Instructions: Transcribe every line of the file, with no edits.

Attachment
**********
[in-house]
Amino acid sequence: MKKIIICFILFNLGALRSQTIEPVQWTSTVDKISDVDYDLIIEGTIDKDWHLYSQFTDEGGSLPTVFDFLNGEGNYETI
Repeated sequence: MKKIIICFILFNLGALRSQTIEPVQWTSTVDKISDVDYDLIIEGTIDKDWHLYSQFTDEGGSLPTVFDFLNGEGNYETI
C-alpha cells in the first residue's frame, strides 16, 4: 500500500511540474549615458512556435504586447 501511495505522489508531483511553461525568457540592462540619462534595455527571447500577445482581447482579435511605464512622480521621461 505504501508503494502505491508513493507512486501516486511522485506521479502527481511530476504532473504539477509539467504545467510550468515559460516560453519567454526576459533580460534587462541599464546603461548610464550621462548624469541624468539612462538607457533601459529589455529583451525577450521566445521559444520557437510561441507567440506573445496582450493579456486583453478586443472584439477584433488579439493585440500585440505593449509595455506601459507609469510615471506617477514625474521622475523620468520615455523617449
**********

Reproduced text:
[in-house]
Amino acid sequence: MKKIIICFILFNLGALRSQTIEPVQWTSTVDKISDVDYDLIIEGTIDKDWHLYSQFTDEGGSLPTVFDFLNGEGNYETI
Repeated sequence: MKKIIICFILFNLGALRSQTIEPVQWTSTVDKISDVDYDLIIEGTIDKDWHLYSQFTDEGGSLPTVFDFLNGEGNYETI
C-alpha cells in the first residue's frame, strides 16, 4: 500500500511540474549615458512556435504586447 501511495505522489508531483511553461525568457540592462540619462534595455527571447500577445482581447482579435511605464512622480521621461 505504501508503494502505491508513493507512486501516486511522485506521479502527481511530476504532473504539477509539467504545467510550468515559460516560453519567454526576459533580460534587462541599464546603461548610464550621462548624469541624468539612462538607457533601459529589455529583451525577450521566445521559444520557437510561441507567440506573445496582450493579456486583453478586443472584439477584433488579439493585440500585440505593449509595455506601459507609469510615471506617477514625474521622475523620468520615455523617449